The oocysts have a tough outer shell, making them resistant to commonly used farm disinfectants. Chlorinated cleaners or those containing bleach are not effective at “killing” the Crypto oocysts. The use of disinfectants having a 6 to 7.5% hydrogen peroxide base has been shown to be effective when allowed a contact time of at least 20 minutes. The oocysts are susceptible to heat shock (hot water) and desiccation (drying out) which allows for “deactivation”. Air-drying for 2 hours at room temperature has been proven to be lethal to the oocysts. If possible, managing calves within a facility as “all in and all out” is best to help break the disease cycle. Using concrete floors versus “dirt” allow for cleaning and disinfection of the floors and entire pen environment. At birth, reducing exposure to other cows in the calving area can decrease exposure as older animals can be asymptomatic carriers of Crypto.

Take Home Points

Crypto is a common cause of diarrhea in calves under 3 weeks of age and is spread when calves ingest oocysts of a protozoan parasite found in feces. This disease is often not fatal and is self-limiting when it is the single cause of diarrhea. For the best outcome, scouring calves should be provided electrolyte solutions along with their milk to replace lost fluids and electrolytes, kept dry and warm, and have received 4 quarts of high quality colostrum within 6 hours of life. No drugs have been shown to be effective as a treatment. Also, no vaccines or feed additives are currently available as a preventative. Crypto is transmissible to humans, and as such, caretakers should wash their hands directly after caring for calves, irrespective of whether calves are visually sick or not.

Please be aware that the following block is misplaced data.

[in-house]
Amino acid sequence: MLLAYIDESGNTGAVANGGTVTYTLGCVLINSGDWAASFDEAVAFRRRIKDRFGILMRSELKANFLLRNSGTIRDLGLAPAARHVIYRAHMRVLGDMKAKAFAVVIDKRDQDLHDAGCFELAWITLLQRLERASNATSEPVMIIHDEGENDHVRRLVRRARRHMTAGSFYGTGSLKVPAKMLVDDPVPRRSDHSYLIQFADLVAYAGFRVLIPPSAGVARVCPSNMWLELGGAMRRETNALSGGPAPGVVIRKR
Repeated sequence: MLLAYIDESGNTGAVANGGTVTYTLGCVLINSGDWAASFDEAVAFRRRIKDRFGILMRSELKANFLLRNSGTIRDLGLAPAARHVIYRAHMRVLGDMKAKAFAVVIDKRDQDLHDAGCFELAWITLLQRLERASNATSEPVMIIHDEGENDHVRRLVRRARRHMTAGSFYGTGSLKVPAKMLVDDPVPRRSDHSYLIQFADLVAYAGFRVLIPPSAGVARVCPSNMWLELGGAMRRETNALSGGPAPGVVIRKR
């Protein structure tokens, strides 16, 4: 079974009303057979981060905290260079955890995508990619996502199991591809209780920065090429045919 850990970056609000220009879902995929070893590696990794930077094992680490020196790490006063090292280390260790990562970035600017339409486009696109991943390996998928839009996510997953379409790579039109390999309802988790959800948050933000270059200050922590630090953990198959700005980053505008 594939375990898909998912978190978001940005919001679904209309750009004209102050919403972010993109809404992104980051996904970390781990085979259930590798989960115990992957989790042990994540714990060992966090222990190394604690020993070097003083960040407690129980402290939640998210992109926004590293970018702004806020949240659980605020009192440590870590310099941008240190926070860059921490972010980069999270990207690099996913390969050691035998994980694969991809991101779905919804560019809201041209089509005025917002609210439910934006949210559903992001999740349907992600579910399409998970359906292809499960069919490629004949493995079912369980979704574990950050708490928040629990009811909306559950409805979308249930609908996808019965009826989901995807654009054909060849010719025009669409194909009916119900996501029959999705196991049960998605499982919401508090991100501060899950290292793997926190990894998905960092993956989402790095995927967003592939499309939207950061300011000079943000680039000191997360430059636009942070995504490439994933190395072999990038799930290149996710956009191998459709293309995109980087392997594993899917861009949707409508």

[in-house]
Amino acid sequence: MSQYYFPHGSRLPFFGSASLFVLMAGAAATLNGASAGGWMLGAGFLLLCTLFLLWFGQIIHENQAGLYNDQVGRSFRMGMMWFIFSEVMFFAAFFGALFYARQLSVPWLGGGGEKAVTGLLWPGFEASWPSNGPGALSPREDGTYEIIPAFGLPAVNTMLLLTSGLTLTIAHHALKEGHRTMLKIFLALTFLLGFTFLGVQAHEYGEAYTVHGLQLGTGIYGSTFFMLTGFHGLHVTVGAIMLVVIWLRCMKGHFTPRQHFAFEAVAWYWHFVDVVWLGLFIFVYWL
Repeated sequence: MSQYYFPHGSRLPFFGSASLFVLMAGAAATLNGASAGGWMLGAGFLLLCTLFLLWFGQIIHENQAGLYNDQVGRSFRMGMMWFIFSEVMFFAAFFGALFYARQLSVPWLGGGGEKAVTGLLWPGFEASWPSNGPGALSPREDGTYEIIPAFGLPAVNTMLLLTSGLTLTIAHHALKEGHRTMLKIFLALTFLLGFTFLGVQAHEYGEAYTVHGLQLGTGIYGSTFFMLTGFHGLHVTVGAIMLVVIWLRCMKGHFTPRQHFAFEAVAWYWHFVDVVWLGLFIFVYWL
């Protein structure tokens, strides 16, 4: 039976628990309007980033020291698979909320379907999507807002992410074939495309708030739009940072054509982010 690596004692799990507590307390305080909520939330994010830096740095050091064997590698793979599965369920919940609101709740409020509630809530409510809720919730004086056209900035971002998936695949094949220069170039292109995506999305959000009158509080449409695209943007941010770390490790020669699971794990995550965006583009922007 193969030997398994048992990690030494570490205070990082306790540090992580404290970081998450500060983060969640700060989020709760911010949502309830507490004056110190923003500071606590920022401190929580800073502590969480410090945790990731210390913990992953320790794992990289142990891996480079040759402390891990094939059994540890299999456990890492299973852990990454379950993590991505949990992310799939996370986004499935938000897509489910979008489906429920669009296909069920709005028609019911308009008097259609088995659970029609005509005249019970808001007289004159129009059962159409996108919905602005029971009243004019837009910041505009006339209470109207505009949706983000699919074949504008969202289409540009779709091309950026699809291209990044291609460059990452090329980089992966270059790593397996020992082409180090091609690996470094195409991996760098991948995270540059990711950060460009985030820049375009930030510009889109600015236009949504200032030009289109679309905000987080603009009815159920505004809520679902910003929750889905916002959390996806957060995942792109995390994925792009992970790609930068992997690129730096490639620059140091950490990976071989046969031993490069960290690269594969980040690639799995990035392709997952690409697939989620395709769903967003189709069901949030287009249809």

Crypto is spread between calves exposed to a contaminated environment, clothing, or feeding equipment. Although this disease is hard to control on-farm, following strict hygiene practices can decrease exposure and severity of Crypto. Washing feeding equipment with hot water and soap and then allowing the equipment to completely dry can help decrease spread. As always, sick calves should be fed and cared for after others in the facility. Strict cleaning of a calf’s housing between calves and allowing pens to completely dry also can help decrease the exposure and spread. With this disease, attention to details and strict hygiene practices are critical.